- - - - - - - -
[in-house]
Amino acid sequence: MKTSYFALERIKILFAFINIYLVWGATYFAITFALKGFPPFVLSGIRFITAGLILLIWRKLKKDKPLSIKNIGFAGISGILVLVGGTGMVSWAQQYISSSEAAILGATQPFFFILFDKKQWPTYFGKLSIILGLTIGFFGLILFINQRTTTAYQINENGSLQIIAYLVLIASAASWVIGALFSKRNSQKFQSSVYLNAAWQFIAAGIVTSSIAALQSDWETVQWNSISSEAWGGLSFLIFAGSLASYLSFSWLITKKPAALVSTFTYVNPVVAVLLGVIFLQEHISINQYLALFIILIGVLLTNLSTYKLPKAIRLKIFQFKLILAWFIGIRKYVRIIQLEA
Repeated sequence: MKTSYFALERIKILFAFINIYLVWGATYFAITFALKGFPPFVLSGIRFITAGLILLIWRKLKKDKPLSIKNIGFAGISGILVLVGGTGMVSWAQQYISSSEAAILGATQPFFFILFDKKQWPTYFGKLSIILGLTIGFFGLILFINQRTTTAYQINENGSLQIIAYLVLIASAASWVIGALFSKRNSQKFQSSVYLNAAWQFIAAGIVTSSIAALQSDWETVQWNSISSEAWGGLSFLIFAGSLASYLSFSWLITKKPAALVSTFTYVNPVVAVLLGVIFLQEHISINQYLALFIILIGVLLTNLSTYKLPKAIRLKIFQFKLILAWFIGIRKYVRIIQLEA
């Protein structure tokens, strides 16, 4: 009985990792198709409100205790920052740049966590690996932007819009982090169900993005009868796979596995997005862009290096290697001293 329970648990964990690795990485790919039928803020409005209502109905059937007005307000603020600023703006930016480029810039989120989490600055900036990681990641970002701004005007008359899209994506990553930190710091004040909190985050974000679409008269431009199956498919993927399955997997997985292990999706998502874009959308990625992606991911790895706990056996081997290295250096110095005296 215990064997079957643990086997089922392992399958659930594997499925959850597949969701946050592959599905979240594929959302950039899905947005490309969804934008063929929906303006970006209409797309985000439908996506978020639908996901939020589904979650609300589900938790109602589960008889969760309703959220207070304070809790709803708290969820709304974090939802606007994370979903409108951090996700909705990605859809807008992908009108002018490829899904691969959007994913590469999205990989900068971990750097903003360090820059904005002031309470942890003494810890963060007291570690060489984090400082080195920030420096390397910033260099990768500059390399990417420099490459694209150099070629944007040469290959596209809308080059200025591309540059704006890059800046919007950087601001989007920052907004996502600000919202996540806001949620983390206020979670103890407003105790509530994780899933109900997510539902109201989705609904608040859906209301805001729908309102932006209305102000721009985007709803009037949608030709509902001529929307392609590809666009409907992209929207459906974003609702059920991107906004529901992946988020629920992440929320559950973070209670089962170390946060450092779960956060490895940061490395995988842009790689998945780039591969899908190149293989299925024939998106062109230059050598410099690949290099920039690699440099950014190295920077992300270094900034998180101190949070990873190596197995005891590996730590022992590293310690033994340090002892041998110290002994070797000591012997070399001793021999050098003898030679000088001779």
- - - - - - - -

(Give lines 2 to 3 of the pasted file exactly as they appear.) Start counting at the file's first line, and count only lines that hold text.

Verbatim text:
Amino acid sequence: MKTSYFALERIKILFAFINIYLVWGATYFAITFALKGFPPFVLSGIRFITAGLILLIWRKLKKDKPLSIKNIGFAGISGILVLVGGTGMVSWAQQYISSSEAAILGATQPFFFILFDKKQWPTYFGKLSIILGLTIGFFGLILFINQRTTTAYQINENGSLQIIAYLVLIASAASWVIGALFSKRNSQKFQSSVYLNAAWQFIAAGIVTSSIAALQSDWETVQWNSISSEAWGGLSFLIFAGSLASYLSFSWLITKKPAALVSTFTYVNPVVAVLLGVIFLQEHISINQYLALFIILIGVLLTNLSTYKLPKAIRLKIFQFKLILAWFIGIRKYVRIIQLEA
Repeated sequence: MKTSYFALERIKILFAFINIYLVWGATYFAITFALKGFPPFVLSGIRFITAGLILLIWRKLKKDKPLSIKNIGFAGISGILVLVGGTGMVSWAQQYISSSEAAILGATQPFFFILFDKKQWPTYFGKLSIILGLTIGFFGLILFINQRTTTAYQINENGSLQIIAYLVLIASAASWVIGALFSKRNSQKFQSSVYLNAAWQFIAAGIVTSSIAALQSDWETVQWNSISSEAWGGLSFLIFAGSLASYLSFSWLITKKPAALVSTFTYVNPVVAVLLGVIFLQEHISINQYLALFIILIGVLLTNLSTYKLPKAIRLKIFQFKLILAWFIGIRKYVRIIQLEA